Business Automation and Software Blog

How to Survive the Manufacturing Supply Chain Crisis

Posted by Robert Baran on Wed, Jul 15, 2020 @ 11:00 AM

The pandemic crisis revealed the fragility of the modern manufacturing supply chain. First there was supply shock, followed by demand shock. Finding basic materials and products was sometimes impossible, revealing an urgent need to design smarter, stronger, and more diverse supply chains. Many businesses have experienced first-hand the hidden costs of single-source dependencies and poor flexibility in adapting to real-time shock. Change has already begun, but supply chain management and infrastructure is still in need of a broad overhaul.

Supply Chain Crisis Management

The COVID-19 crisis exposed vulnerabilities in many organizations, especially those that rely heavily on China or other international suppliers to fulfill needs for raw materials, or even finished product. The rapidly changing situation demands a creative and flexible response to supply chain crisis management.

Know Your Suppliers

The first step in your manufacturing supply chain crisis management response is to review your entire list of suppliers. You may need to contact several of them, including those you haven’t dealt with in a long time, to find what you need to complete orders.

  1. Connect with suppliers you haven’t purchased from in the last few years to make sure they are still in business. Review credit terms and shipping times as well as availability of materials you might need.
  2. Conduct quick inventory updates now, especially among items in great demand.
  3. Order frequently needed items. Although we normally caution against stockpiling inventory, now might be the time to bend that rule a bit, especially with components and materials sourced from overseas.
  4. Find alternative local, American, or North American suppliers with similar goods needed.

Run What-If Scenarios

Run outage scenarios and what-if scenarios now and review them with your team. Discuss approaches to each situation and how you might overcome the potential challenges posed by the what-if scenarios. For example:

  1. What if we cannot get supplies to complete an order?
  2. What are the alternatives if our main supplier shuts down?
  3. What if 20, 30 or 50 percent of our staff calls in sick?
  4. What if we find we cannot complete orders due to a forced shutdown? How will we communicate with both our teams and our customers?
  5. What if we are forced to telecommute again due to a resurgence, which will negatively impact our factory staff? What then?
  6. What if we cannot obtain packaging materials? What alternatives do we have locally?
  7. How will these alternatives affect price, delivery, or quality?

Brainstorm with your team for potential solutions to every aspect of supply chain disruption, including shipping, warehousing, and sales disruptions.

Plan for the Unplannable

Unexpected natural disasters force businesses to cope with completely unexpected situations. Many companies found after Hurricane Katrina that plastics and petroleum-based products were in short supply because the oil refineries along the coasts were closed and/or damaged. Alternatives had to be sourced, and quickly, to fill customer orders.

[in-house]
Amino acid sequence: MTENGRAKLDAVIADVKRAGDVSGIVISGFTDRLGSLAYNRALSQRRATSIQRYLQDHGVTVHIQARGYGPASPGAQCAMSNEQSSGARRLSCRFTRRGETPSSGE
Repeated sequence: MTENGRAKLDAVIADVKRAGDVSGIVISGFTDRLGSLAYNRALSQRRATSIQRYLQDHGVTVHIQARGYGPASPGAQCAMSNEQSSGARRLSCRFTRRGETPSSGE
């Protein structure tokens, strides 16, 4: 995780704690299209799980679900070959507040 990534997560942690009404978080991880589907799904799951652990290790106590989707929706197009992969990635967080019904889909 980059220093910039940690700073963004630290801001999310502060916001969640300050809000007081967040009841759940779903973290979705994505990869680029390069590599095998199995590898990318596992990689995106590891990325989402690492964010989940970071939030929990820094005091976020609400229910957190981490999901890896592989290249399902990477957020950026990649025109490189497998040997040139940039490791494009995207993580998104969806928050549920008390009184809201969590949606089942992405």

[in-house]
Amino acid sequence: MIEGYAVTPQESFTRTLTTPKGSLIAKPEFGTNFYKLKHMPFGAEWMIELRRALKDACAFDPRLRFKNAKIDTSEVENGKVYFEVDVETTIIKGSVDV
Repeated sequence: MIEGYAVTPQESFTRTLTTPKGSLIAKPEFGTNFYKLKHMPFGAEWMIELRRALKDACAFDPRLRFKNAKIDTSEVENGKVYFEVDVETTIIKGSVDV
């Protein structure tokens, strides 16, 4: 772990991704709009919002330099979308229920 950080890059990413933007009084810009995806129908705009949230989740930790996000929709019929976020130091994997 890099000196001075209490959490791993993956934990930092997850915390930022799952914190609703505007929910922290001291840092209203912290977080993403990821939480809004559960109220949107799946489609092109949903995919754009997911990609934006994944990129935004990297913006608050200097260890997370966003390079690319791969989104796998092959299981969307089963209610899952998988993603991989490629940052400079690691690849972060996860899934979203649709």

We are facing a unique situation with COVID-19. We can compare it to regional disruptions from hurricanes or previous global flu epidemics, but each one posed unique challenges to manufacturers. The challenges your business will face differ from any seen before, so expect the unexpected.

Accurate Information Is Vital

One important aspect of supply chain crisis management that cannot be understated is the importance of accurate communications. Look for vetted information from credible sources, such as the World Health Organization (WHO) and the United States Center for Disease Control (CDC).

Communicate with Customers

Just as communication with your employees and suppliers is vital, so too is customer communication as part of supply chain crisis management. Continually update your website with a message or alert about possible delays as availability shifts, and keep in close contact with customers about order status. Avoid making promises about delivery times. It is better to under promise and over deliver than to disappoint customers.

Key Takeaways for Manufacturing Supply Chain Crisis Management

  • Know your suppliers and alternatives to current suppliers should disruptions occur
  • Have or update contingency and emergency plans
  • Establish crisis communication channels for employees, suppliers, and customers
  • Evaluate “what-if” scenarios and discuss alternatives before they become an emergency
  • Switch from overseas suppliers or sole-suppliers for materials to multiple suppliers to mitigate supply chain disruptions and the risk of complete shutdown due to dependency on a single source
  • Source locally, if possible, since foreign sources of materials may be the most impacted
  • Care for your people. Know your employees and ensure they have the resources they need to care for themselves and others in the emergency.

The events of 2020 have revealed weaknesses in global manufacturing systems. Responding requires fundamentally rethinking supply chains. Understanding your supply chain risks will give you more power to plan ahead while maintaining customer experience in the face of crisis.

Find the right manufacturing software for your supply chain management and business continuity planning. Talk to the experts at PositiveVision now.


Topics: manufacturing supply chain